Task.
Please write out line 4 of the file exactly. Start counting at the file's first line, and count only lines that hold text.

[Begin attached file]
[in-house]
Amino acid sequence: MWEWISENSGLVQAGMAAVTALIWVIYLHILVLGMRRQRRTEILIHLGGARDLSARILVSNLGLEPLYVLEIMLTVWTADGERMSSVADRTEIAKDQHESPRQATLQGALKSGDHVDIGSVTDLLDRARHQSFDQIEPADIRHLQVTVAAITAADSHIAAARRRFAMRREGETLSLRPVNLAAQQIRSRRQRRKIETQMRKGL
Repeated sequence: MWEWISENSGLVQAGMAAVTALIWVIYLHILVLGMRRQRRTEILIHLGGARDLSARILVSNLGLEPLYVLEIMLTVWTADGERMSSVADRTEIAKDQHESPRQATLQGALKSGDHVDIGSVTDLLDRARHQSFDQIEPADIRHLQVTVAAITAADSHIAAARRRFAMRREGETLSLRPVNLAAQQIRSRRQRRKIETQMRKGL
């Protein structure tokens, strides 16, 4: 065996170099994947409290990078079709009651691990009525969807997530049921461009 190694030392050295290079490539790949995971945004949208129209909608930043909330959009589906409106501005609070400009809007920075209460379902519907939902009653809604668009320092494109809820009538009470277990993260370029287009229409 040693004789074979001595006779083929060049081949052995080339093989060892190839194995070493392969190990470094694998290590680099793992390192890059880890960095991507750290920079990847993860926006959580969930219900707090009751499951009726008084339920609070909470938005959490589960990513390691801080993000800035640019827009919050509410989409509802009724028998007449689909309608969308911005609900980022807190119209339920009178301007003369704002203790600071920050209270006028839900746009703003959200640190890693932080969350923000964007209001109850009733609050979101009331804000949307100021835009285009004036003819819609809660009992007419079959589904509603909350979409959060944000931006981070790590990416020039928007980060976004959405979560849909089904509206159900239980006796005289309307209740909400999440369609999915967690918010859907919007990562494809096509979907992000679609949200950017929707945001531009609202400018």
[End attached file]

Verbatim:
């Protein structure tokens, strides 16, 4: 065996170099994947409290990078079709009651691990009525969807997530049921461009 190694030392050295290079490539790949995971945004949208129209909608930043909330959009589906409106501005609070400009809007920075209460379902519907939902009653809604668009320092494109809820009538009470277990993260370029287009229409 040693004789074979001595006779083929060049081949052995080339093989060892190839194995070493392969190990470094694998290590680099793992390192890059880890960095991507750290920079990847993860926006959580969930219900707090009751499951009726008084339920609070909470938005959490589960990513390691801080993000800035640019827009919050509410989409509802009724028998007449689909309608969308911005609900980022807190119209339920009178301007003369704002203790600071920050209270006028839900746009703003959200640190890693932080969350923000964007209001109850009733609050979101009331804000949307100021835009285009004036003819819609809660009992007419079959589904509603909350979409959060944000931006981070790590990416020039928007980060976004959405979560849909089904509206159900239980006796005289309307209740909400999440369609999915967690918010859907919007990562494809096509979907992000679609949200950017929707945001531009609202400018």